You can fool some of the people some of the time, but not all of the people all of the time. Do not lie to us again.

  • rate this
    +5

    Comment number 169.

    Wouldn't it save the treasury £45 million PER DAY not to be in the EU? I think that's incentive enough...

  • rate this
    +3

    Comment number 168.

    Britain cannot never be part of a Federal Europe, because the British people are not europeans, so I think it would be best for Europe to carry on without Britain. Having said that, Britain can still be a major economic player in Europe as a non member just like Switzerland.

  • rate this
    -2

    Comment number 167.

    The moment the UK leaves the EU is the moment I leave the UK.

    There are things I'd like to see changed, such as direct elections to all leadership posts, but I do not intend to leave. How about a 'Citizen of Europe' option for those of us uninterested in a UK outwith the EU?

  • rate this
    -3

    Comment number 166.

    Even though the UK has not embraced the Euro, it would still be in its interests to stay on in the European fold. Speaking with one voice on EUforeign policy and security issues would be a huge boon.While barriers are coming down in the 21st century with open borders, turning the clock back having the reclusive island mentality would be counter-productive.Forward Europe with one strong voice!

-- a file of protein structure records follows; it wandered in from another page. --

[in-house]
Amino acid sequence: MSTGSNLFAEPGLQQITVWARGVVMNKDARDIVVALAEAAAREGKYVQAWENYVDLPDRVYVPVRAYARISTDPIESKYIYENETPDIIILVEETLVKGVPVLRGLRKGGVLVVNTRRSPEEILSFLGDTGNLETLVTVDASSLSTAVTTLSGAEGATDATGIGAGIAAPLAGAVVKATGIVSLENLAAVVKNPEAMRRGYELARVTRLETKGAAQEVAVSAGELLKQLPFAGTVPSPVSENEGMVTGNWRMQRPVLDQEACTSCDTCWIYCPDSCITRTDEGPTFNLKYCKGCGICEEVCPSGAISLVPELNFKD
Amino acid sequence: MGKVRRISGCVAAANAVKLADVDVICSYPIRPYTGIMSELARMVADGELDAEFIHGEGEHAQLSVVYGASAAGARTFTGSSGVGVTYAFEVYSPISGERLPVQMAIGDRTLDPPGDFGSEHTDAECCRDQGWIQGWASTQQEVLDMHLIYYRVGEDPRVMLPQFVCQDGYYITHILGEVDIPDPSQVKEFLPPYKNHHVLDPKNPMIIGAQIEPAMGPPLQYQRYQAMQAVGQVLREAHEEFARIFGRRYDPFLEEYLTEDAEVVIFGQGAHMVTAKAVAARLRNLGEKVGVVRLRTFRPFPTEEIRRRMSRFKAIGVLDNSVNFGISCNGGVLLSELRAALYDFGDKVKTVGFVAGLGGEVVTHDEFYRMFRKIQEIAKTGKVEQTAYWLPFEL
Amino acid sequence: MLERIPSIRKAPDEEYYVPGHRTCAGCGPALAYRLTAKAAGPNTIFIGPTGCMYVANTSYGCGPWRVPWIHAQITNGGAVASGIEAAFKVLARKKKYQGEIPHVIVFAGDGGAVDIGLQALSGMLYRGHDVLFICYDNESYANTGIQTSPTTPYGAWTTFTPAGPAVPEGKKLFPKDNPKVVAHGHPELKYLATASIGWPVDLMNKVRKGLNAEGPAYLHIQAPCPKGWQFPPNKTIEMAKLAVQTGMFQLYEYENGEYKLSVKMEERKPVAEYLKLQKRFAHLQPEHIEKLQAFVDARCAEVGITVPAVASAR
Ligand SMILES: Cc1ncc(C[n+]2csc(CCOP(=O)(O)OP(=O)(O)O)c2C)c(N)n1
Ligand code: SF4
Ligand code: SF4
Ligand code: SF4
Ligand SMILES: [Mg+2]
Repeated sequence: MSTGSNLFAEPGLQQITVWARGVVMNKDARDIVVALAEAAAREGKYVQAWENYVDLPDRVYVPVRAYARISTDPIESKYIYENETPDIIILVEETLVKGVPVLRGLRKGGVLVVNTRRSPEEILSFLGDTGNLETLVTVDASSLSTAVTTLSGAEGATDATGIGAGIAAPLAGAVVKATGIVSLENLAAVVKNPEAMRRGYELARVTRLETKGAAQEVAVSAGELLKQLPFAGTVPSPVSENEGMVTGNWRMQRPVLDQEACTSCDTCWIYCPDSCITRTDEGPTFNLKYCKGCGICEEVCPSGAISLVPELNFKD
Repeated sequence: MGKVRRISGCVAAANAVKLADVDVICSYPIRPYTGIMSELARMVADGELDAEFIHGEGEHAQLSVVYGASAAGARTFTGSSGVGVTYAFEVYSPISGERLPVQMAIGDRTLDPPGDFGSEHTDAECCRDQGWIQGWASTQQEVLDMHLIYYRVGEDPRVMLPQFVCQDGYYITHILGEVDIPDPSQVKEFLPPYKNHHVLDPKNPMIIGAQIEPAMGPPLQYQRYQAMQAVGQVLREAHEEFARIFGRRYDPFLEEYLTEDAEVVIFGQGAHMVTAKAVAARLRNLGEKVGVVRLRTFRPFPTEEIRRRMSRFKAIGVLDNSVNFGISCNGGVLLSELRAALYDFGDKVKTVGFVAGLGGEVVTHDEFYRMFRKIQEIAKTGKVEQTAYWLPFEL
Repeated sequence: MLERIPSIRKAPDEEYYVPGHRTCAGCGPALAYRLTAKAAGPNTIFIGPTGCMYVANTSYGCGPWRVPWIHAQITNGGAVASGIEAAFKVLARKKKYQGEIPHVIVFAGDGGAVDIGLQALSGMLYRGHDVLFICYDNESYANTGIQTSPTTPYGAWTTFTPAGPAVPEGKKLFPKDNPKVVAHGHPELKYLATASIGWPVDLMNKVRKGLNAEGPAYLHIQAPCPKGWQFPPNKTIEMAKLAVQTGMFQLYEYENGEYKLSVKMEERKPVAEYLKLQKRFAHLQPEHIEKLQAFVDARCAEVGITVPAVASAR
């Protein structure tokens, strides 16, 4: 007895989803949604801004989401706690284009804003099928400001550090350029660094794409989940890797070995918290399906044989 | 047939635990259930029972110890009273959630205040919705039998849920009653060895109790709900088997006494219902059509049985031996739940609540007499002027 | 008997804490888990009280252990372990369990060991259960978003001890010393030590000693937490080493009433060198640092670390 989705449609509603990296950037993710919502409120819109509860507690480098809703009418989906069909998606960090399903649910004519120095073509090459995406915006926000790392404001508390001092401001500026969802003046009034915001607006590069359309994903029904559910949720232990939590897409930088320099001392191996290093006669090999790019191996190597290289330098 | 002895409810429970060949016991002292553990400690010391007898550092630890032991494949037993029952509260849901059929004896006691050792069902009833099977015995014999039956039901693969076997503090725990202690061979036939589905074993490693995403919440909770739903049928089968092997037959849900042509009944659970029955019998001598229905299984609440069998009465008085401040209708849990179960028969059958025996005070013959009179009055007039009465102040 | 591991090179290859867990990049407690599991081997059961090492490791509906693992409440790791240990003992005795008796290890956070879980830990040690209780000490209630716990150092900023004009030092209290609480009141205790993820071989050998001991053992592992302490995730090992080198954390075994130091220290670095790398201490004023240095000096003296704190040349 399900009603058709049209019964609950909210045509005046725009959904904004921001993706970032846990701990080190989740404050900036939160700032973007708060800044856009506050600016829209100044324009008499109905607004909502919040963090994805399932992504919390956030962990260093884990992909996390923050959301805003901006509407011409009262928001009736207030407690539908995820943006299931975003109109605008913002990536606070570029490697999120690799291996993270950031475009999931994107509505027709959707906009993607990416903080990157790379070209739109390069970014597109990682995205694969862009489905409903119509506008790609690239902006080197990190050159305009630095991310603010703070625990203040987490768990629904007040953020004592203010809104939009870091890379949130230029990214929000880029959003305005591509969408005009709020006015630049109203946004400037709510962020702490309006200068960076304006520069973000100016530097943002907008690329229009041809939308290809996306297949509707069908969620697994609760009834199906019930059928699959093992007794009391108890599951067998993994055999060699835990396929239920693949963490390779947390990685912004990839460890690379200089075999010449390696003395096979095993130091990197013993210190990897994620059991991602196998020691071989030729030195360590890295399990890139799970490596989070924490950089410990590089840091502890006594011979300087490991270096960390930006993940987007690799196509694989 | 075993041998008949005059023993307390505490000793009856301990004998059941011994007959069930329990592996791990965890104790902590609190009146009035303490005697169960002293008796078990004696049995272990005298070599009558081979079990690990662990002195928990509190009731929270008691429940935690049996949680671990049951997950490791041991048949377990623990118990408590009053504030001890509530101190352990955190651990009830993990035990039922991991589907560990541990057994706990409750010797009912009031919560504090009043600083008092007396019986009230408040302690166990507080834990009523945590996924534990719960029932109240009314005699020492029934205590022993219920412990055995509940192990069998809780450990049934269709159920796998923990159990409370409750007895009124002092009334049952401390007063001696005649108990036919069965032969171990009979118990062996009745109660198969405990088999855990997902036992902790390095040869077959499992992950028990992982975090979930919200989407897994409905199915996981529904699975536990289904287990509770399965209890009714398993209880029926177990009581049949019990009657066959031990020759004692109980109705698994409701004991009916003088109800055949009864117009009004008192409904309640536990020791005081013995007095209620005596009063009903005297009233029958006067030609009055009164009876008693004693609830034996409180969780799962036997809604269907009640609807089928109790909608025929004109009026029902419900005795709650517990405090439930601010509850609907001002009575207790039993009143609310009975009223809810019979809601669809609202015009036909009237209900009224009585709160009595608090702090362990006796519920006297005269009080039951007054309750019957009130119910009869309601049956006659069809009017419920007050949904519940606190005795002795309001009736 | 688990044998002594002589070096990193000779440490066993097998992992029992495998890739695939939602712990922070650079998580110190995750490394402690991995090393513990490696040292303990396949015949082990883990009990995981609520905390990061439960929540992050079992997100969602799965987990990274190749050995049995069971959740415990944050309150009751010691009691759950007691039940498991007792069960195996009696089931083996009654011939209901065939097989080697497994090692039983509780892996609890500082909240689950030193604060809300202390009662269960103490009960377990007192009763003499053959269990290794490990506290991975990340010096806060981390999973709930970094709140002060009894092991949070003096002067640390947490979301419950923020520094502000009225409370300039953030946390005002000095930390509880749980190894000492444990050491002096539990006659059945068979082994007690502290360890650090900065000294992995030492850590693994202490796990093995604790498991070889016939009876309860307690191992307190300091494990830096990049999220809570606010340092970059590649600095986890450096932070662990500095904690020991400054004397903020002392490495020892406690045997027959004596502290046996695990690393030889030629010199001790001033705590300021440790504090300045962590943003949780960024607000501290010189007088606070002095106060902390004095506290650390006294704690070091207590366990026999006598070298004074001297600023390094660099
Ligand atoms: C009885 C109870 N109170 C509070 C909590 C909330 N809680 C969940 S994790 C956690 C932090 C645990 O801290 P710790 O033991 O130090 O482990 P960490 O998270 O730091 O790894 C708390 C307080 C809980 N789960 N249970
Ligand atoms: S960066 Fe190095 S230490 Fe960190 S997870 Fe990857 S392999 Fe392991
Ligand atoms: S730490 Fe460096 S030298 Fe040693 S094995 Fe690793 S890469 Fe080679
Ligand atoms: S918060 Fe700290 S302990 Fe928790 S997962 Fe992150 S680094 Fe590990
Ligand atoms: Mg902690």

• rate this
    +4

    Comment number 165.

    I want out of the EU. Not because of some silly "they're stealing our freedom!" argument (although there are awfully undemocratic parts of the EU), but because I genuinely think that we will be better of outside it.

    We do not need to be part of a superstate for successful co-operation between us and the continent.

  • Comment number 164.

    This comment was removed because the moderators found it broke the house rules. Explain.

  • rate this
    +2

    Comment number 163.

    The question isn’t about being part of the EU or not.

    The question is more fundamental, do you want to live in a democracy ?

    Is it for elites to dictate to the people how they live their lives or is it for the people to define their way of life?

    Let the people decide !
    And if you disagree then ask yourself , do you really want to live in a democracy?

  • rate this
    +4

    Comment number 162.

    I love Europe but hate the EU.

    I enjoy visiting mainland Europe, I just don't want others to make laws for us.

    I feel that the UK, being 6th 7th or 8th in the world league table of output can and will remain an economic force for good in the world.

    If we stay shackled to the EU we will slowly lose our competitiveness.

  • rate this
    0

    Comment number 161.

    What a mind field! Stay or leave? good question, but other questions would be, what happens to the Europeans working in the Country, their status? Benefits that are paid to Europeans( who have had children in UK but get Benefits paid in their country of origin?
    Removal from the EU might allow our unemployment to come down, but the lazy UK workforce will need a boot somewhere,